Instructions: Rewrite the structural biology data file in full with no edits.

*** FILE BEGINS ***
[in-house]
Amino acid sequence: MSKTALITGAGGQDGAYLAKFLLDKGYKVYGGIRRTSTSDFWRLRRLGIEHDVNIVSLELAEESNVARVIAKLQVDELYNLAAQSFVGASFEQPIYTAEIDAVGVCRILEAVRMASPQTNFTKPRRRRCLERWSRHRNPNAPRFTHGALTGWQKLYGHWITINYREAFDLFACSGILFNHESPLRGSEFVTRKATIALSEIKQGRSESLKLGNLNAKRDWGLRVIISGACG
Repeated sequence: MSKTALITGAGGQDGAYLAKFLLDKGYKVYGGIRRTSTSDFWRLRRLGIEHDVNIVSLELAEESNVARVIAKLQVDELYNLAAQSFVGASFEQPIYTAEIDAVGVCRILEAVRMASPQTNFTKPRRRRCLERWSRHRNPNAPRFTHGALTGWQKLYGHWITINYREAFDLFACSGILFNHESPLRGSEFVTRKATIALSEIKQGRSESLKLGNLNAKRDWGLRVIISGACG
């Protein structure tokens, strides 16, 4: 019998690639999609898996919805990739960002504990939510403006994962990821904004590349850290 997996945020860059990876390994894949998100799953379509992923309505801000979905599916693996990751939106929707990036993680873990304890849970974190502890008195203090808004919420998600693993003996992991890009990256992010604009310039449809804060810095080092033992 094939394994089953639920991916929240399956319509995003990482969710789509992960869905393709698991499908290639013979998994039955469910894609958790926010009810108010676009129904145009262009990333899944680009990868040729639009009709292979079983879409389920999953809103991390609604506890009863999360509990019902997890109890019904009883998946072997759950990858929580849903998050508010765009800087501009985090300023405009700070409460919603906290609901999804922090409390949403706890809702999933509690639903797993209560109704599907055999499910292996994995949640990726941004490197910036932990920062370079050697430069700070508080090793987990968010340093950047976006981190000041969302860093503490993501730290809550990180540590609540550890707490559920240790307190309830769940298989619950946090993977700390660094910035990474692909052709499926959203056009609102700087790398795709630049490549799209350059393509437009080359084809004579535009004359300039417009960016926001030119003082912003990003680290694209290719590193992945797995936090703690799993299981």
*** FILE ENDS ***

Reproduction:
[in-house]
Amino acid sequence: MSKTALITGAGGQDGAYLAKFLLDKGYKVYGGIRRTSTSDFWRLRRLGIEHDVNIVSLELAEESNVARVIAKLQVDELYNLAAQSFVGASFEQPIYTAEIDAVGVCRILEAVRMASPQTNFTKPRRRRCLERWSRHRNPNAPRFTHGALTGWQKLYGHWITINYREAFDLFACSGILFNHESPLRGSEFVTRKATIALSEIKQGRSESLKLGNLNAKRDWGLRVIISGACG
Repeated sequence: MSKTALITGAGGQDGAYLAKFLLDKGYKVYGGIRRTSTSDFWRLRRLGIEHDVNIVSLELAEESNVARVIAKLQVDELYNLAAQSFVGASFEQPIYTAEIDAVGVCRILEAVRMASPQTNFTKPRRRRCLERWSRHRNPNAPRFTHGALTGWQKLYGHWITINYREAFDLFACSGILFNHESPLRGSEFVTRKATIALSEIKQGRSESLKLGNLNAKRDWGLRVIISGACG
């Protein structure tokens, strides 16, 4: 019998690639999609898996919805990739960002504990939510403006994962990821904004590349850290 997996945020860059990876390994894949998100799953379509992923309505801000979905599916693996990751939106929707990036993680873990304890849970974190502890008195203090808004919420998600693993003996992991890009990256992010604009310039449809804060810095080092033992 094939394994089953639920991916929240399956319509995003990482969710789509992960869905393709698991499908290639013979998994039955469910894609958790926010009810108010676009129904145009262009990333899944680009990868040729639009009709292979079983879409389920999953809103991390609604506890009863999360509990019902997890109890019904009883998946072997759950990858929580849903998050508010765009800087501009985090300023405009700070409460919603906290609901999804922090409390949403706890809702999933509690639903797993209560109704599907055999499910292996994995949640990726941004490197910036932990920062370079050697430069700070508080090793987990968010340093950047976006981190000041969302860093503490993501730290809550990180540590609540550890707490559920240790307190309830769940298989619950946090993977700390660094910035990474692909052709499926959203056009609102700087790398795709630049490549799209350059393509437009080359084809004579535009004359300039417009960016926001030119003082912003990003680290694209290719590193992945797995936090703690799993299981």